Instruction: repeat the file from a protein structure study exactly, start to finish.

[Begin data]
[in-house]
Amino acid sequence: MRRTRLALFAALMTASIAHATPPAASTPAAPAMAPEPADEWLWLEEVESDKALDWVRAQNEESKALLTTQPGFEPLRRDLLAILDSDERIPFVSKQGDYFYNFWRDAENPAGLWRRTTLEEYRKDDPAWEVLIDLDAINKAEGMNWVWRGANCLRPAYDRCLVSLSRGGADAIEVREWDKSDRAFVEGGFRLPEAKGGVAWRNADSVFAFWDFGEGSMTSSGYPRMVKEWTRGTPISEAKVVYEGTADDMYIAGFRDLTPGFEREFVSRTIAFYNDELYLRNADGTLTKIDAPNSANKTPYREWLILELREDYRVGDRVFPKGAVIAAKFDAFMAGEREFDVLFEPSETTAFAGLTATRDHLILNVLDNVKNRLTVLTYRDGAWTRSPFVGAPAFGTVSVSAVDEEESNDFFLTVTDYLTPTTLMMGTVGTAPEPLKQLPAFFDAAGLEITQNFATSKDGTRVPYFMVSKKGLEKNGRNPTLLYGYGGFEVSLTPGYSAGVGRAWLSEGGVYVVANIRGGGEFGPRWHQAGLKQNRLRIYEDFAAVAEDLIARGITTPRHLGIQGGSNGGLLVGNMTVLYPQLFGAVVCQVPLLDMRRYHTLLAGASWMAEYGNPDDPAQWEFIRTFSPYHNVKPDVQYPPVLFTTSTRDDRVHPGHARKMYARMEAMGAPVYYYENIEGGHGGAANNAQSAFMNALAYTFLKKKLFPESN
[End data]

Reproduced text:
[in-house]
Amino acid sequence: MRRTRLALFAALMTASIAHATPPAASTPAAPAMAPEPADEWLWLEEVESDKALDWVRAQNEESKALLTTQPGFEPLRRDLLAILDSDERIPFVSKQGDYFYNFWRDAENPAGLWRRTTLEEYRKDDPAWEVLIDLDAINKAEGMNWVWRGANCLRPAYDRCLVSLSRGGADAIEVREWDKSDRAFVEGGFRLPEAKGGVAWRNADSVFAFWDFGEGSMTSSGYPRMVKEWTRGTPISEAKVVYEGTADDMYIAGFRDLTPGFEREFVSRTIAFYNDELYLRNADGTLTKIDAPNSANKTPYREWLILELREDYRVGDRVFPKGAVIAAKFDAFMAGEREFDVLFEPSETTAFAGLTATRDHLILNVLDNVKNRLTVLTYRDGAWTRSPFVGAPAFGTVSVSAVDEEESNDFFLTVTDYLTPTTLMMGTVGTAPEPLKQLPAFFDAAGLEITQNFATSKDGTRVPYFMVSKKGLEKNGRNPTLLYGYGGFEVSLTPGYSAGVGRAWLSEGGVYVVANIRGGGEFGPRWHQAGLKQNRLRIYEDFAAVAEDLIARGITTPRHLGIQGGSNGGLLVGNMTVLYPQLFGAVVCQVPLLDMRRYHTLLAGASWMAEYGNPDDPAQWEFIRTFSPYHNVKPDVQYPPVLFTTSTRDDRVHPGHARKMYARMEAMGAPVYYYENIEGGHGGAANNAQSAFMNALAYTFLKKKLFPESN